Utility hopefuls interview for seat

Three candidates remain for Clallam PUD position

PORT ANGELES — Clallam County Public Utility District commissioners will hold an executive session on Monday prior to their regular meeting to continue their discussion regarding the three potential replacements for the late Commissioner Jim Waddell.

“All three applicants bring interesting and some unique qualities to the position,” PUD Commissioner Ken Hays said during Tuesday’s candidate interviews. “I would like to ponder it and hold another executive session at our next meeting,”

The three candidates, all from Port Angeles, are Phyllis E. Bernard, Kenneth P. Reandeau and Kenneth Simpson. A fourth candidate, Gary R. Smith of Port Angeles, withdrew his application.

Monday’s hybrid meeting will begin at 1:30 p.m. in public board meeting room at PUD headquarters, 104 Hooker Road in Carlsborg. The meeting is available online at https://clallampud-net.zoom.us/j/84721624204?pwd=Q0pCaVRLWXFqeWpONVFYaFM0UFB2UT09. Enter the Meeting ID 847 2162 4204 and Passcode 718170.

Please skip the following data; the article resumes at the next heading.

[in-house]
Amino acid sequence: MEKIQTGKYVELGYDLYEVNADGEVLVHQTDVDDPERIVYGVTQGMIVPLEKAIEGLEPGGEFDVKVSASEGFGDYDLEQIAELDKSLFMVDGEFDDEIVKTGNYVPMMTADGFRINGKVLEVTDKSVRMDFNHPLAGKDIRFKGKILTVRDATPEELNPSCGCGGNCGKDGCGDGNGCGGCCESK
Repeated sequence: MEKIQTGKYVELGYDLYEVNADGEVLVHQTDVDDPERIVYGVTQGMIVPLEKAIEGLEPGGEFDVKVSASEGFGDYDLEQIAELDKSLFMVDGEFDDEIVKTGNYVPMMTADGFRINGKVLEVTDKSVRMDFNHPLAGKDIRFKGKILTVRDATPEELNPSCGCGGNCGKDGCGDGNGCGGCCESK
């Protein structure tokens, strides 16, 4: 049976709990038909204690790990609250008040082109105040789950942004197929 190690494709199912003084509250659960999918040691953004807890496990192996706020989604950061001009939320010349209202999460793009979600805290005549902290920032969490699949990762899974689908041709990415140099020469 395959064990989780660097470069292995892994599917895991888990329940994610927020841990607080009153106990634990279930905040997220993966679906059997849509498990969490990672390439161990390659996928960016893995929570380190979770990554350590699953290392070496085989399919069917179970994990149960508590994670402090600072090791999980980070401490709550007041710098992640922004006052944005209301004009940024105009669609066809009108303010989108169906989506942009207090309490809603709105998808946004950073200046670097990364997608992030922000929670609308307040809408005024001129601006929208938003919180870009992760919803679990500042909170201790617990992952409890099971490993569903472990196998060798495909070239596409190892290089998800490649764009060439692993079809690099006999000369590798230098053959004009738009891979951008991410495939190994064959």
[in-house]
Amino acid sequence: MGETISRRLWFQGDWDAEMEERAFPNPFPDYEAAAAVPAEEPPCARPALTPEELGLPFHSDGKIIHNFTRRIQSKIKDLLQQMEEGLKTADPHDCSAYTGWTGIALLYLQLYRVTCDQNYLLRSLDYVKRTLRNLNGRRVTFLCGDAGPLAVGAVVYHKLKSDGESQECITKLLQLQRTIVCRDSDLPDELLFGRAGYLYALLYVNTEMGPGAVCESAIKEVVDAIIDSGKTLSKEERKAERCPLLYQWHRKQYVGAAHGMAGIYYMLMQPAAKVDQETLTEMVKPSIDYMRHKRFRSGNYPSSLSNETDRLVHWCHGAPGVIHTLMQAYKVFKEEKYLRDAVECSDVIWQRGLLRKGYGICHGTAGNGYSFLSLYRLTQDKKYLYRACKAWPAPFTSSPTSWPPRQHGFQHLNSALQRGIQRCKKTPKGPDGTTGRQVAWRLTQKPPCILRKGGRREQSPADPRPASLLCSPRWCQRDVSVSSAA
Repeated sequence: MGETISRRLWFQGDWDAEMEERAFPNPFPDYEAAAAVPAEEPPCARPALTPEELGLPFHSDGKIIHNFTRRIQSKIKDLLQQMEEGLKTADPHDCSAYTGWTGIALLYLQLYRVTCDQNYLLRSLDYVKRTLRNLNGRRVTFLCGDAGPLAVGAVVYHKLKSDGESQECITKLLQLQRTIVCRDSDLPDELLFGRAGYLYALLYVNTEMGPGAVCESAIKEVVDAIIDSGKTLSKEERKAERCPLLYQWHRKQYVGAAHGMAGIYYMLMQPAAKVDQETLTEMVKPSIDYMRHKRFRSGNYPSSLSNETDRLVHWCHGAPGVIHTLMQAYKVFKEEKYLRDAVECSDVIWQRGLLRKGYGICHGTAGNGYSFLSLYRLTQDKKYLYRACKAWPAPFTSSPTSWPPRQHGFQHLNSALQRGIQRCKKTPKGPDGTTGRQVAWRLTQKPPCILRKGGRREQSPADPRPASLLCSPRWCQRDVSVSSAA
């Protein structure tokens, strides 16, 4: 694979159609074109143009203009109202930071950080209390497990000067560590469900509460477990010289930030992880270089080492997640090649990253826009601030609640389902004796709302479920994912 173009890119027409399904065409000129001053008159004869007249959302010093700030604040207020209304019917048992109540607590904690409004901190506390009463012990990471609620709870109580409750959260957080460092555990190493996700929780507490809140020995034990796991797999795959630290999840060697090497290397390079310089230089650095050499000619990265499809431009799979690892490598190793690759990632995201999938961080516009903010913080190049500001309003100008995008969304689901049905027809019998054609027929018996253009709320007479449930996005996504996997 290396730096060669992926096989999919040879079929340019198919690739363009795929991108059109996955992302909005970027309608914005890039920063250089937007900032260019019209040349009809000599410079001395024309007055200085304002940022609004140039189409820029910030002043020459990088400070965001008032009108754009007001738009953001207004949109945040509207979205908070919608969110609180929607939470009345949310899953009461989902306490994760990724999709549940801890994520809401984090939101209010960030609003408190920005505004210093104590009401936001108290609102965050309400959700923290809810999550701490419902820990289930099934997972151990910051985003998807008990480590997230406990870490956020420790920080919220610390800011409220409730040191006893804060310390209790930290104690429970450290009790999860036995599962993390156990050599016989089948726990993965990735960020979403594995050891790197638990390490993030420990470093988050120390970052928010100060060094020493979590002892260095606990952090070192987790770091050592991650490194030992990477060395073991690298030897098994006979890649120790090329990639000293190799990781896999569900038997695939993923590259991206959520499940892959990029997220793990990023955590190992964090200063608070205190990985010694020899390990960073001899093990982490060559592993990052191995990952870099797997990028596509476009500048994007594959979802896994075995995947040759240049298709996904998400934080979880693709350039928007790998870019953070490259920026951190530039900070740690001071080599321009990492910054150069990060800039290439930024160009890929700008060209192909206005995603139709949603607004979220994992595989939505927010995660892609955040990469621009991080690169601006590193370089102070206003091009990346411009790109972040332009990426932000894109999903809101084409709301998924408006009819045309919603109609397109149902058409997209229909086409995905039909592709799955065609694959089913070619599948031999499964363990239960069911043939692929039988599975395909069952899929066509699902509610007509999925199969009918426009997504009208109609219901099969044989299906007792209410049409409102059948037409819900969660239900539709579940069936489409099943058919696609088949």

Waddell, 70, died Feb. 5 of pancreatic cancer. He had served as board president in 2023 and 2024 and represented the PUD’s District 3 since 2019.

State law gives the two remaining commissioners 90 days to appoint a replacement for the remainder of the unexpired term, which runs until the certification of this November’s general election.

Clallam PUD General Manager Sean Worthington said a May 1 start date would be ideal.

Candidates

Bernard earned a bachelor’s degree in history from Bryn Mawr College in Pennsylvania, a master’s degree in American history from Columbia University Graduate School of Arts and Sciences and a juris doctorate from the University of Pennsylvania Carey Law School.

She served on the board of directors of Southwest Power Pool Inc. of Little Rock, Ark., a nonprofit regional transmission organization, from 2003-2019. She also served as a commissioner for the Oklahoma Merit Protection Commission and has served as a commissioner-at-large for Olympic Medical Center since July 2023.